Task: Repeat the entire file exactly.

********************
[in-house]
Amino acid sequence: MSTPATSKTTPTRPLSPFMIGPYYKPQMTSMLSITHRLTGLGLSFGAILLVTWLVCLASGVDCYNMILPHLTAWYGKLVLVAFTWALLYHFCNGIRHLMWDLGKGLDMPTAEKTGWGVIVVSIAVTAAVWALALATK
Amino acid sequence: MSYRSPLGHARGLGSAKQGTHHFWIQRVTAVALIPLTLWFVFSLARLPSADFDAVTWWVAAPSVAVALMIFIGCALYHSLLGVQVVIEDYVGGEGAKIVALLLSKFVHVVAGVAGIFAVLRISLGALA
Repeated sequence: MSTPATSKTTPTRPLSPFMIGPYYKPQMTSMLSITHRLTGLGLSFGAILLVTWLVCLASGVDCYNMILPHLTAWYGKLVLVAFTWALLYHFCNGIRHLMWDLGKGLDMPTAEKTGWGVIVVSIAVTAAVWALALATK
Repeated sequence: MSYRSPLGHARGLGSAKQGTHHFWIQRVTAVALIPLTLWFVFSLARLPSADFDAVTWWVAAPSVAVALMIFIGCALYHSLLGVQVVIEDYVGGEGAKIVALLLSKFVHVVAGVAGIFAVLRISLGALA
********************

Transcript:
[in-house]
Amino acid sequence: MSTPATSKTTPTRPLSPFMIGPYYKPQMTSMLSITHRLTGLGLSFGAILLVTWLVCLASGVDCYNMILPHLTAWYGKLVLVAFTWALLYHFCNGIRHLMWDLGKGLDMPTAEKTGWGVIVVSIAVTAAVWALALATK
Amino acid sequence: MSYRSPLGHARGLGSAKQGTHHFWIQRVTAVALIPLTLWFVFSLARLPSADFDAVTWWVAAPSVAVALMIFIGCALYHSLLGVQVVIEDYVGGEGAKIVALLLSKFVHVVAGVAGIFAVLRISLGALA
Repeated sequence: MSTPATSKTTPTRPLSPFMIGPYYKPQMTSMLSITHRLTGLGLSFGAILLVTWLVCLASGVDCYNMILPHLTAWYGKLVLVAFTWALLYHFCNGIRHLMWDLGKGLDMPTAEKTGWGVIVVSIAVTAAVWALALATK
Repeated sequence: MSYRSPLGHARGLGSAKQGTHHFWIQRVTAVALIPLTLWFVFSLARLPSADFDAVTWWVAAPSVAVALMIFIGCALYHSLLGVQVVIEDYVGGEGAKIVALLLSKFVHVVAGVAGIFAVLRISLGALA